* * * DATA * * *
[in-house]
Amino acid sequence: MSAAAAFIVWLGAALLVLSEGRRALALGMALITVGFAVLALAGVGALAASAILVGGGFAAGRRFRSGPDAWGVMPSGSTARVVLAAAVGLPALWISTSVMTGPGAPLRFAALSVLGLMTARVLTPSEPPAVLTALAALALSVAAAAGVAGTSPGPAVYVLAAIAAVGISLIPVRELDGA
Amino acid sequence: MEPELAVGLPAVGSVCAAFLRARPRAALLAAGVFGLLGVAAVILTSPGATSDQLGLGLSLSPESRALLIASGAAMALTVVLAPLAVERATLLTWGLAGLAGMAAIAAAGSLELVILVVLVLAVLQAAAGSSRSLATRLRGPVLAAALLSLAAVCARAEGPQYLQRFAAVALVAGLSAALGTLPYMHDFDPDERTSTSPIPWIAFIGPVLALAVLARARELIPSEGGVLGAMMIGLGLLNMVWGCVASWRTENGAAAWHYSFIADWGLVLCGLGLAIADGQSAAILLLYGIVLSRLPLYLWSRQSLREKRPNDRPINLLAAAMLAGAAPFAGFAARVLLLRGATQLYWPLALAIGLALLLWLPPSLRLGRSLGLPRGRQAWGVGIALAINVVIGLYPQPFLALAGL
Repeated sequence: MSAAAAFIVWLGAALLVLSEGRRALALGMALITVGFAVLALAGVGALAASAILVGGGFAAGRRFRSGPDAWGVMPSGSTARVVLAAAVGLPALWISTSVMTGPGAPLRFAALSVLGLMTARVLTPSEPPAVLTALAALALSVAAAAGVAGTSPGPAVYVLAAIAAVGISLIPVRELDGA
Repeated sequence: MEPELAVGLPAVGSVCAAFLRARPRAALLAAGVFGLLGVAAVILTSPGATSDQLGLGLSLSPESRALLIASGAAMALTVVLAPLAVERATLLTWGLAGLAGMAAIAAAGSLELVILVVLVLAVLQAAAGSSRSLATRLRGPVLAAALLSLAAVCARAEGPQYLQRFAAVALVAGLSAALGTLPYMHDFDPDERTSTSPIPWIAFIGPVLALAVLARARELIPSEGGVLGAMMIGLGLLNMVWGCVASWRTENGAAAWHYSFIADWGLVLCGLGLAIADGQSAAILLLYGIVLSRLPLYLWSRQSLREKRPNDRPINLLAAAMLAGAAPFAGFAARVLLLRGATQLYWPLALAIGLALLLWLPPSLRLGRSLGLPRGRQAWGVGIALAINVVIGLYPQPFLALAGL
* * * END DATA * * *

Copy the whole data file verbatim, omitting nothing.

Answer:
[in-house]
Amino acid sequence: MSAAAAFIVWLGAALLVLSEGRRALALGMALITVGFAVLALAGVGALAASAILVGGGFAAGRRFRSGPDAWGVMPSGSTARVVLAAAVGLPALWISTSVMTGPGAPLRFAALSVLGLMTARVLTPSEPPAVLTALAALALSVAAAAGVAGTSPGPAVYVLAAIAAVGISLIPVRELDGA
Amino acid sequence: MEPELAVGLPAVGSVCAAFLRARPRAALLAAGVFGLLGVAAVILTSPGATSDQLGLGLSLSPESRALLIASGAAMALTVVLAPLAVERATLLTWGLAGLAGMAAIAAAGSLELVILVVLVLAVLQAAAGSSRSLATRLRGPVLAAALLSLAAVCARAEGPQYLQRFAAVALVAGLSAALGTLPYMHDFDPDERTSTSPIPWIAFIGPVLALAVLARARELIPSEGGVLGAMMIGLGLLNMVWGCVASWRTENGAAAWHYSFIADWGLVLCGLGLAIADGQSAAILLLYGIVLSRLPLYLWSRQSLREKRPNDRPINLLAAAMLAGAAPFAGFAARVLLLRGATQLYWPLALAIGLALLLWLPPSLRLGRSLGLPRGRQAWGVGIALAINVVIGLYPQPFLALAGL
Repeated sequence: MSAAAAFIVWLGAALLVLSEGRRALALGMALITVGFAVLALAGVGALAASAILVGGGFAAGRRFRSGPDAWGVMPSGSTARVVLAAAVGLPALWISTSVMTGPGAPLRFAALSVLGLMTARVLTPSEPPAVLTALAALALSVAAAAGVAGTSPGPAVYVLAAIAAVGISLIPVRELDGA
Repeated sequence: MEPELAVGLPAVGSVCAAFLRARPRAALLAAGVFGLLGVAAVILTSPGATSDQLGLGLSLSPESRALLIASGAAMALTVVLAPLAVERATLLTWGLAGLAGMAAIAAAGSLELVILVVLVLAVLQAAAGSSRSLATRLRGPVLAAALLSLAAVCARAEGPQYLQRFAAVALVAGLSAALGTLPYMHDFDPDERTSTSPIPWIAFIGPVLALAVLARARELIPSEGGVLGAMMIGLGLLNMVWGCVASWRTENGAAAWHYSFIADWGLVLCGLGLAIADGQSAAILLLYGIVLSRLPLYLWSRQSLREKRPNDRPINLLAAAMLAGAAPFAGFAARVLLLRGATQLYWPLALAIGLALLLWLPPSLRLGRSLGLPRGRQAWGVGIALAINVVIGLYPQPFLALAGL